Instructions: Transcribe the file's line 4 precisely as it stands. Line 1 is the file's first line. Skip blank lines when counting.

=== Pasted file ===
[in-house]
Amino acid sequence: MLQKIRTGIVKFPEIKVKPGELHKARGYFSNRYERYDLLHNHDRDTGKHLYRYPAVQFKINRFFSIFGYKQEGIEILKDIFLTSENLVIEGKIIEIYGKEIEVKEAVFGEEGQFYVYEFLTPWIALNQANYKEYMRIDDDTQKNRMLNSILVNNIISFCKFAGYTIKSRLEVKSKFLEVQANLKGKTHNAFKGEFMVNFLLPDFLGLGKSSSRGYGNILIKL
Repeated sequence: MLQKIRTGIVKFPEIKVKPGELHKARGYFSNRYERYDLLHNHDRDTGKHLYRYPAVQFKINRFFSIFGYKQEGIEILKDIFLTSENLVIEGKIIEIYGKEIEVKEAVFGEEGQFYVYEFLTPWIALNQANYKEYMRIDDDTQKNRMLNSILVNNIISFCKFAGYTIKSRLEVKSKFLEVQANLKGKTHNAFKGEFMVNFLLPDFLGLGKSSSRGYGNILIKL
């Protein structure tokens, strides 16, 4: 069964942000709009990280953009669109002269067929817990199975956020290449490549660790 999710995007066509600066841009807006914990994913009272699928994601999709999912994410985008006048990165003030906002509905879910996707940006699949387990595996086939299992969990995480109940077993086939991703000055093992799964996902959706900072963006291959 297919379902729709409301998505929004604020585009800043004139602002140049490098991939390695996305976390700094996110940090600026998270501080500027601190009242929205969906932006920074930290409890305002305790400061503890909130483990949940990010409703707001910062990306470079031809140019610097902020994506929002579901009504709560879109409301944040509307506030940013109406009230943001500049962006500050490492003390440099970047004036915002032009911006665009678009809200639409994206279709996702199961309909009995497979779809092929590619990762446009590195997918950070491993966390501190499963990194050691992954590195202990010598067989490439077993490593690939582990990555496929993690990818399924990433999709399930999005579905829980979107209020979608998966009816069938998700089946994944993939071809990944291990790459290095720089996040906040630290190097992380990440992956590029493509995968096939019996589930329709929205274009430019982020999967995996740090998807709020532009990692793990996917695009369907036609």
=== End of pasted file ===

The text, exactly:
């Protein structure tokens, strides 16, 4: 069964942000709009990280953009669109002269067929817990199975956020290449490549660790 999710995007066509600066841009807006914990994913009272699928994601999709999912994410985008006048990165003030906002509905879910996707940006699949387990595996086939299992969990995480109940077993086939991703000055093992799964996902959706900072963006291959 297919379902729709409301998505929004604020585009800043004139602002140049490098991939390695996305976390700094996110940090600026998270501080500027601190009242929205969906932006920074930290409890305002305790400061503890909130483990949940990010409703707001910062990306470079031809140019610097902020994506929002579901009504709560879109409301944040509307506030940013109406009230943001500049962006500050490492003390440099970047004036915002032009911006665009678009809200639409994206279709996702199961309909009995497979779809092929590619990762446009590195997918950070491993966390501190499963990194050691992954590195202990010598067989490439077993490593690939582990990555496929993690990818399924990433999709399930999005579905829980979107209020979608998966009816069938998700089946994944993939071809990944291990790459290095720089996040906040630290190097992380990440992956590029493509995968096939019996589930329709929205274009430019982020999967995996740090998807709020532009990692793990996917695009369907036609």